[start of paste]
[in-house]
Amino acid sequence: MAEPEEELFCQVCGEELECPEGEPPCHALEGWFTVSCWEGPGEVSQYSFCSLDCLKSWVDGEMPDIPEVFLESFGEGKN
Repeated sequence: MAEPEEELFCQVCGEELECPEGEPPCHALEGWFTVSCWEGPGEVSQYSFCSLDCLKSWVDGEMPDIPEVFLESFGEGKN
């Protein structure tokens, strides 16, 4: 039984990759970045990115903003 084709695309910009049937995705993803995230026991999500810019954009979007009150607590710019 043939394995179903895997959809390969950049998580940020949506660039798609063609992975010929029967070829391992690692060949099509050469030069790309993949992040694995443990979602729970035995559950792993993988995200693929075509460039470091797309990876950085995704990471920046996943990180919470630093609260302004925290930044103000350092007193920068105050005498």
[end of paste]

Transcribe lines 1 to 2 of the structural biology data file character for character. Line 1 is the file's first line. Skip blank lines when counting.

[in-house]
Amino acid sequence: MAEPEEELFCQVCGEELECPEGEPPCHALEGWFTVSCWEGPGEVSQYSFCSLDCLKSWVDGEMPDIPEVFLESFGEGKN